In literary terms, however, even if he had not been so active in affairs at the end of Han, Cao Cao’s poetry would have been important in the developing forms of individual expression: I personally find the Jieshi poem both powerful and touching, with some splendid imagery. It was a notable literary family: Cao Cao’s son and successor Cao Pi and his son Cao Rui were both fine poets, and Cao Pi’s brother Cao Zhi is still considered one of the greatest in all Chinese history.
We also have texts from a number of Cao Cao’s official proclamations – unlike his rivals, it appears that he wrote them himself. Many are purely political, but others express opinions, and on 1 January 211, he published a formal and public explanation of his past career and his plans for the future. As Wolfgang Bauer observed in Das Anlitz Chinas, this Apologia is one of the earliest autobiographical writings in China, and though it is naturally self-justifying – what else would one expect? – it provides a good insight to Cao Cao’s personality.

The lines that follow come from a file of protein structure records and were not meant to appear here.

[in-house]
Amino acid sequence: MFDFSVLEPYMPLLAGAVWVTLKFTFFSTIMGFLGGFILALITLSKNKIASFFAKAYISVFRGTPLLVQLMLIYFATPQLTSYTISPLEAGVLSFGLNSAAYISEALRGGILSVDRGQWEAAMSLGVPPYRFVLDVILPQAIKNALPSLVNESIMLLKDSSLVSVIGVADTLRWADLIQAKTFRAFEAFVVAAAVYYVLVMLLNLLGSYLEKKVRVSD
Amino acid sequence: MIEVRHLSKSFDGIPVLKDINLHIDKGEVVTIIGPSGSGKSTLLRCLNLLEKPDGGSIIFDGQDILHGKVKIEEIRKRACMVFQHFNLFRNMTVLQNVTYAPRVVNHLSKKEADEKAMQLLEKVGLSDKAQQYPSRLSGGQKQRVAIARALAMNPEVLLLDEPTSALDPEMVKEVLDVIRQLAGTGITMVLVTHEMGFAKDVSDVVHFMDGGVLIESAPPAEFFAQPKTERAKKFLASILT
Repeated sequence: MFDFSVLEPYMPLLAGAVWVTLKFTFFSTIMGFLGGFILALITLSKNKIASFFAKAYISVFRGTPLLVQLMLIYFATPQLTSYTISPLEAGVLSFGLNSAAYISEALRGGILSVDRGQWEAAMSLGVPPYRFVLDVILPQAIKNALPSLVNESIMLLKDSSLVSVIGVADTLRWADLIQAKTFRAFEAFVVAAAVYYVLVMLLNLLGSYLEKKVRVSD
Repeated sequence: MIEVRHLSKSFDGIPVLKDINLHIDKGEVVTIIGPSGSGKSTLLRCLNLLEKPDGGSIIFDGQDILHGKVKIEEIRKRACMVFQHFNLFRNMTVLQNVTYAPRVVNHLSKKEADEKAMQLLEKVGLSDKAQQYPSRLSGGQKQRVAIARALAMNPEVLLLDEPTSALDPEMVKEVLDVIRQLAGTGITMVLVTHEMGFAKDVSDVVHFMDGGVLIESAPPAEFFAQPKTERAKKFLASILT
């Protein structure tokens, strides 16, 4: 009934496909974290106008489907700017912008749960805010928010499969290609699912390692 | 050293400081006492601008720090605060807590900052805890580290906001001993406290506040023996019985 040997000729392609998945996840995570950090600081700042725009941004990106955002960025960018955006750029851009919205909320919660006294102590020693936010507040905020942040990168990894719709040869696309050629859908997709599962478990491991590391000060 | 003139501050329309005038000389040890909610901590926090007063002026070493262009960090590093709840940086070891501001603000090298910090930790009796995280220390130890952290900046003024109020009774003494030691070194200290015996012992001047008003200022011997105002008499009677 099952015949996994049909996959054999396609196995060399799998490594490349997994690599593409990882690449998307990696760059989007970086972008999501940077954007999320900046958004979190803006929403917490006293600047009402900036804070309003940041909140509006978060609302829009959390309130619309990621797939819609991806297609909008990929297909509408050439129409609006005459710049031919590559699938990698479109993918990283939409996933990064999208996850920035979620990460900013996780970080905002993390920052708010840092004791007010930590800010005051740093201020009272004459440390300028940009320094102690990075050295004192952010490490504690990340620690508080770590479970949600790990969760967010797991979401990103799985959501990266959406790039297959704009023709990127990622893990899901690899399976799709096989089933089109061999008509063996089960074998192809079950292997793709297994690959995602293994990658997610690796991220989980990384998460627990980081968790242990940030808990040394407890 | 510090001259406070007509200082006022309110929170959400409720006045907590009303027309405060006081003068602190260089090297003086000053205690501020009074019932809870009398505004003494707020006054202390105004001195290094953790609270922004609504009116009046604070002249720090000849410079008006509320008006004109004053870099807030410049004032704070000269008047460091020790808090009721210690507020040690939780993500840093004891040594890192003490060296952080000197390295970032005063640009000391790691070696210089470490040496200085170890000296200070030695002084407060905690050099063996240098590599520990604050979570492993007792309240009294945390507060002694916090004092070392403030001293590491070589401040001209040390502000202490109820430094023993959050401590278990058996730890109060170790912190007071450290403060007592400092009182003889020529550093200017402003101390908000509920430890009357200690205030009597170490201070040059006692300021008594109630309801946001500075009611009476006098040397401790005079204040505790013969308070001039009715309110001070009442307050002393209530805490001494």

Both in his poetry and his public announcements, Cao Cao appears self-confident, practical rather than idealistic, with concern for the state of his world and sympathy for its people. Faced with a time of disorder, he has little patience with social niceties: “War is not a matter of ritual and courtesy.” In similar fashion, he looks to employ men who are competent, even if not necessarily of high character, for he can use them and deal with them: here is a refreshing contrast to the high-minded morality which confused political debate as Later Han fell into ruin.
3. One of the key episodes in the rise of Cao Cao was his victory over Yuan Shao at the Battle of Guandu in the year 200. Could you outline some of your thoughts about the strategy Cao Cao used in the battle?